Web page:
The new single step approach improves the precision in which EBVs are calculated by better quantifying genetic relationships, using both genomic (where available) and pedigree information to determine the genetic relationships between animals.
In addition to better determining the genetic relationship between animals, the single step analytical approach has a number of additional benefits, including:
The net result is that the new analytical approach will more optimally utilise genomic information, and will provide Angus breeders in Australia and New Zealand with EBVs that are the best possible estimate of an animal’s breeding value.
While the development of the single step analytical software has largely been completed, considerable further work is now required by AGBU, ABRI, Angus Australia and Angus New Zealand to test this software, resolve any issues that arise, and implement the software into the routine, commercially available Angus TACE genetic evaluation.
More specifically, considerable work is required to:
While the implementation of the single step software remains a high priority for AGBU, ABRI, Angus Australia and Angus New Zealand, it is envisaged that it will be approximately 12 months before it is implemented into the routine, commercially available Angus TACE genetic evaluation.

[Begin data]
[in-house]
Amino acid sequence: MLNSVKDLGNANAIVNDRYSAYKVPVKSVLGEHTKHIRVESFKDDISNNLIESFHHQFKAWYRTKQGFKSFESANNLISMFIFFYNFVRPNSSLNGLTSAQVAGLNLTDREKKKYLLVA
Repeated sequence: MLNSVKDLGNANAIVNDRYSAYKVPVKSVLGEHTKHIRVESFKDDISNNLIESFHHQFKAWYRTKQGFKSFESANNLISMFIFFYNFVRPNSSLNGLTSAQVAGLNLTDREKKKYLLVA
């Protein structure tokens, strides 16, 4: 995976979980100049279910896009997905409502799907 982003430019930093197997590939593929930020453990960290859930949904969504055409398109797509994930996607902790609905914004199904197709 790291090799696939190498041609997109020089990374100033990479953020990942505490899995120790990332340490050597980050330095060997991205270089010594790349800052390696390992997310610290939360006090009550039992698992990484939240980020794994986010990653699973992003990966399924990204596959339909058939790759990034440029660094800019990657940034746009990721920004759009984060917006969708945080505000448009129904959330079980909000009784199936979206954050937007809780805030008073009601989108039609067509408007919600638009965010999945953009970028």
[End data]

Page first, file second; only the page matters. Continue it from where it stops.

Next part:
The most likely implementation of the new analytical software is in association with the next annual implementation of enhancements to Angus TACE, being the December 2017 Angus TACE analysis.
In the meantime, it is possible that the single step software may be implemented in the genetic evaluations that that are conducted for some other breeds.
By comparison to the genetic evaluations for other breeds, there are a number of additional considerations that need to be resolved in Angus TACE, including:
It is still too early to predict how much EBVs will change with the implementation of the single step software, but some change in EBVs would be expected, particularly for animals that have genomic information available.
Likewise, it is also expected that the accuracy values published with EBVs for animals, particularly for those animals with genomic information, will change.
Other than changes to EBVs and EBV accuracy values for some animals, there will be little noticeable change with the implementation of single step software.
The manner in which DNA samples are collected, submitted to Angus Australia, and handled at the DNA laboratory will be the same, and the cost of DNA tests will remain unchanged.
The implementation of single step analysis will mean that genomic predictions are no longer produced, and so it is envisaged that Molecular Value Predictions (MVPs) will no longer be provided when conducting genomic testing using the Zoetis i50K or HD50K products.
The development of a new single step approach for utilising genomic information within Angus TACE will more optimally utilise genomic information in the calculation of EBVs for Angus animals in Australia and New Zealand.
While the new software will result in improvements to the calculation of EBVs, the current two-step analytical software continues to provide reliable breeding values on Angus animals. Angus Australia members should not have any hesitation in utilising genomics as a component of their seedstock breeding program.